Law changes for co-operatives
On 1 December 2020, law changes came into effect for co-operatives in Queensland. These changes mean the Cooperatives Act 1997 (the Act) was repealed and replaced by the Co-operatives National Law Act 2020 (the CNL).
The new laws are designed for all co-operatives across Australia to adopt a nationally consistent approach, as well as to help reduce costs and red tape.
As a co-operative, you don’t need to do anything to transition to the CNL. Co-operatives registered under the Act have had their registration transferred to the CNL automatically on 1 December 2020.
The law changes are outlined below:
- types of co-operatives
- co-operative rules
- operating across state borders
- financial reporting
- director and officer responsibilities.
Types of co-operatives
Trading and non-trading co-operatives
Trading co-operatives are now known as distributing co-operatives. Non-trading co-operatives are now known as non-distributing co-operatives.
Learn more about the difference between distributing and non-distributing co-operatives.
Small and large co-operatives
Co-operatives are categorised as either small or large. This is based on their size and fundraising activities to simplify and reduce financial reporting requirements for small co-operatives.
A co-operative is defined as small if it meets 2 of the following 3 criteria:
- the consolidated revenue of the co-operative and the entities it controls, if any, is less than $8 million for the financial year
- the value of the consolidated gross assets and entities it controls, if any, is less than $4 million at the end of the financial year
- the co-operative and the entities it controls, if any, had fewer than 30 employees at the end of the financial year.
A small co-operative must also have:
- no securities on issue to non-members during that year, other than securities issued to former members after cancelling their membership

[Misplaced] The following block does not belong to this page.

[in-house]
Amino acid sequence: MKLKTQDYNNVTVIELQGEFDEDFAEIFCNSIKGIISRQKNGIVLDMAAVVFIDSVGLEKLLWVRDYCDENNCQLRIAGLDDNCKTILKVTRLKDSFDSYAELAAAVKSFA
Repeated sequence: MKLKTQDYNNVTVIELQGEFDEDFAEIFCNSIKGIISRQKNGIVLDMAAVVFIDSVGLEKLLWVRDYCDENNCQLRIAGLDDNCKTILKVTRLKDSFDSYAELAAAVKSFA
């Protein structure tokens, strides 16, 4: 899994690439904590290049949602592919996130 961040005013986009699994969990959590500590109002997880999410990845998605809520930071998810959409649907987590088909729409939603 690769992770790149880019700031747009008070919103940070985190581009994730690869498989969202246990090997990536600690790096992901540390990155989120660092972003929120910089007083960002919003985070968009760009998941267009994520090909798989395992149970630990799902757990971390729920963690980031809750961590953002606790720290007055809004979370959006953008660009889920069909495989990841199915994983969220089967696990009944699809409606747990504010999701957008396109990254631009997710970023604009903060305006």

- not issued shares to more than 20 members in a financial year or, if it is has done this, the amount raised by issuing those shares does not exceed $2 million.
All other co-operatives are defined as large co-operatives.
Co-operatives can continue to use their existing rules without needing to update them. However, if there are any inconsistencies between a co-operative’s rules and the CNL, the rules of the CNL will prevail.
Operating across state borders
Co-operatives from different states have mutual recognition, which means they can operate freely across borders, with no more requirement for separate registration and reporting in each state or territory.
Because a co-operative doesn’t need separate registrations, they no longer have to pay registration fees to trade in other states or territories.
Learn more about registering a co-operative.
Small co-operatives no longer need to have their financial statements audited or need to lodge them with the Office of Fair Trading (OFT).
Small co-operatives still need to submit a simplified annual return to OFT within 5 months after the end of their financial year. An annual general meeting must be held within 5 months of the end of the financial year.
If you are a small co-operative, you can stop using your auditor because audit requirements have been removed.
There are no changes to the reporting requirements for large co-operatives.
Learn more about financial reporting for co-operatives.
Co-operatives can now raise funds by issuing co-operative capital units to its members or non-members.
These units are a financial instrument that give co-operatives a way to raise funds to finance their operations without diluting member control and ownership.
If a co-operative wants to issue co-operative capital units, they must update their rules. Section 349 of the CNL sets out the minimum requirements for what the rules must contain.
Director and officer responsibilities
The changes to the law modernise the duties and responsibilities of directors and officers to a corporate governance standard which is consistent with standards under the Corporations Act 2001. Directors and officers have a duty to:
- act with due care, good faith and diligence to carry out their functions in the best interests of the co-operative
- not use their position to disclose or misuse inside or confidential information to
- cause detriment to the co-operative
- gain an advantage for themselves and others
- disclose any conflict of interests between their personal interests and duty as a director. If such a conflict occurs, the director must not be present at a board meeting when the matter is discussed and decided (unless the board agrees otherwise)
- ensure the co-operative can meet its financial obligations and prevent insolvent trading.
Learn more about roles and duties of directors and officers.